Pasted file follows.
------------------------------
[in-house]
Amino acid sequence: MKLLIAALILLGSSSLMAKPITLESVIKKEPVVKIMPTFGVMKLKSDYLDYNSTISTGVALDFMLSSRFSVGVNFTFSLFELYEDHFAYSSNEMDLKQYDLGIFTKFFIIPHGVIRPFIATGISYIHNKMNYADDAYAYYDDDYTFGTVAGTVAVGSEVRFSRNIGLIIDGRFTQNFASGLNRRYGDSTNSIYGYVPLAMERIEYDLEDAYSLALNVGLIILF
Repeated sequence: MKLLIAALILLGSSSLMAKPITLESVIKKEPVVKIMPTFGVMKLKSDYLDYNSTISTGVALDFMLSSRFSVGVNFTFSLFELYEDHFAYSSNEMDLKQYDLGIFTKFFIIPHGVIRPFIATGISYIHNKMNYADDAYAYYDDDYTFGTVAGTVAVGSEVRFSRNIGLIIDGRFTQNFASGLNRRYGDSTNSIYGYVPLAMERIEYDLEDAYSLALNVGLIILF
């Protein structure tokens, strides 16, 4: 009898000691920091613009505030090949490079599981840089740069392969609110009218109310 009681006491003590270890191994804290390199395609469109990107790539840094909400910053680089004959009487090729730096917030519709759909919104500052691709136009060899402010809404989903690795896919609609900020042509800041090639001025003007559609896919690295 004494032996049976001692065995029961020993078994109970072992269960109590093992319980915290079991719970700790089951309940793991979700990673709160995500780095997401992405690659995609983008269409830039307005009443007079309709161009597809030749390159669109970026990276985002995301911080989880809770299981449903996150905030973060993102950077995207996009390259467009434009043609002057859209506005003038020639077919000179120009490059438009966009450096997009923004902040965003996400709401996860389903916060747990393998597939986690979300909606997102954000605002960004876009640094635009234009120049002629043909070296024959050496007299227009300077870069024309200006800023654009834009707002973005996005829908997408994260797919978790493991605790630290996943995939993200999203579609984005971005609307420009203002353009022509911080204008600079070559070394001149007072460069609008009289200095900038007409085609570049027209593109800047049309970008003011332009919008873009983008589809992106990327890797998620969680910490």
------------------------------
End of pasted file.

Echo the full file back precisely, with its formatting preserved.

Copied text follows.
[in-house]
Amino acid sequence: MKLLIAALILLGSSSLMAKPITLESVIKKEPVVKIMPTFGVMKLKSDYLDYNSTISTGVALDFMLSSRFSVGVNFTFSLFELYEDHFAYSSNEMDLKQYDLGIFTKFFIIPHGVIRPFIATGISYIHNKMNYADDAYAYYDDDYTFGTVAGTVAVGSEVRFSRNIGLIIDGRFTQNFASGLNRRYGDSTNSIYGYVPLAMERIEYDLEDAYSLALNVGLIILF
Repeated sequence: MKLLIAALILLGSSSLMAKPITLESVIKKEPVVKIMPTFGVMKLKSDYLDYNSTISTGVALDFMLSSRFSVGVNFTFSLFELYEDHFAYSSNEMDLKQYDLGIFTKFFIIPHGVIRPFIATGISYIHNKMNYADDAYAYYDDDYTFGTVAGTVAVGSEVRFSRNIGLIIDGRFTQNFASGLNRRYGDSTNSIYGYVPLAMERIEYDLEDAYSLALNVGLIILF
């Protein structure tokens, strides 16, 4: 009898000691920091613009505030090949490079599981840089740069392969609110009218109310 009681006491003590270890191994804290390199395609469109990107790539840094909400910053680089004959009487090729730096917030519709759909919104500052691709136009060899402010809404989903690795896919609609900020042509800041090639001025003007559609896919690295 004494032996049976001692065995029961020993078994109970072992269960109590093992319980915290079991719970700790089951309940793991979700990673709160995500780095997401992405690659995609983008269409830039307005009443007079309709161009597809030749390159669109970026990276985002995301911080989880809770299981449903996150905030973060993102950077995207996009390259467009434009043609002057859209506005003038020639077919000179120009490059438009966009450096997009923004902040965003996400709401996860389903916060747990393998597939986690979300909606997102954000605002960004876009640094635009234009120049002629043909070296024959050496007299227009300077870069024309200006800023654009834009707002973005996005829908997408994260797919978790493991605790630290996943995939993200999203579609984005971005609307420009203002353009022509911080204008600079070559070394001149007072460069609008009289200095900038007409085609570049027209593109800047049309970008003011332009919008873009983008589809992106990327890797998620969680910490």